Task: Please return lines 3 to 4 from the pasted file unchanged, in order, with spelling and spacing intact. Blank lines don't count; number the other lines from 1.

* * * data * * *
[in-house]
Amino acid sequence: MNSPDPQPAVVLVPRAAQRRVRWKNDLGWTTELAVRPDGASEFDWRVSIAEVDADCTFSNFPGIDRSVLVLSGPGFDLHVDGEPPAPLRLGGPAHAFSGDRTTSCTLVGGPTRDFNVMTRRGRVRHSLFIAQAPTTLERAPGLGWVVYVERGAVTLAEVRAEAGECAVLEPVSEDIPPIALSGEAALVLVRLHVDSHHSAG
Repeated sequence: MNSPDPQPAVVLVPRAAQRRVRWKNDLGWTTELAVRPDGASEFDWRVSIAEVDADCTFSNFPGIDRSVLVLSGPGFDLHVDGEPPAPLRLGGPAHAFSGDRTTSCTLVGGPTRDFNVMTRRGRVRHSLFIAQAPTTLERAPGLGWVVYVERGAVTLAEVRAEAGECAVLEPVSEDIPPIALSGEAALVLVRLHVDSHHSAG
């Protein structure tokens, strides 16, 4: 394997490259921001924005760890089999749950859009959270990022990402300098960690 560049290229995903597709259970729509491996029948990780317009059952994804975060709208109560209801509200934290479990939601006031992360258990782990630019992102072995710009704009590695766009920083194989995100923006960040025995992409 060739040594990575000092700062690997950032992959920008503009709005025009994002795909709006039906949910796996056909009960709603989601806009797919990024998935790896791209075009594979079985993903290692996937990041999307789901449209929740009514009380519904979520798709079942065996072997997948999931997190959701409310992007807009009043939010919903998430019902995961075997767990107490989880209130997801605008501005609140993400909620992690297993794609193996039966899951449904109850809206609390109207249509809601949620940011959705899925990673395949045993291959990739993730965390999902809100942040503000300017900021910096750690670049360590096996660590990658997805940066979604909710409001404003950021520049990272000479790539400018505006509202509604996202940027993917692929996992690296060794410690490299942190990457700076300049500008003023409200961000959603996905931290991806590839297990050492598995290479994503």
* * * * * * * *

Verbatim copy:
Repeated sequence: MNSPDPQPAVVLVPRAAQRRVRWKNDLGWTTELAVRPDGASEFDWRVSIAEVDADCTFSNFPGIDRSVLVLSGPGFDLHVDGEPPAPLRLGGPAHAFSGDRTTSCTLVGGPTRDFNVMTRRGRVRHSLFIAQAPTTLERAPGLGWVVYVERGAVTLAEVRAEAGECAVLEPVSEDIPPIALSGEAALVLVRLHVDSHHSAG
């Protein structure tokens, strides 16, 4: 394997490259921001924005760890089999749950859009959270990022990402300098960690 560049290229995903597709259970729509491996029948990780317009059952994804975060709208109560209801509200934290479990939601006031992360258990782990630019992102072995710009704009590695766009920083194989995100923006960040025995992409 060739040594990575000092700062690997950032992959920008503009709005025009994002795909709006039906949910796996056909009960709603989601806009797919990024998935790896791209075009594979079985993903290692996937990041999307789901449209929740009514009380519904979520798709079942065996072997997948999931997190959701409310992007807009009043939010919903998430019902995961075997767990107490989880209130997801605008501005609140993400909620992690297993794609193996039966899951449904109850809206609390109207249509809601949620940011959705899925990673395949045993291959990739993730965390999902809100942040503000300017900021910096750690670049360590096996660590990658997805940066979604909710409001404003950021520049990272000479790539400018505006509202509604996202940027993917692929996992690296060794410690490299942190990457700076300049500008003023409200961000959603996905931290991806590839297990050492598995290479994503």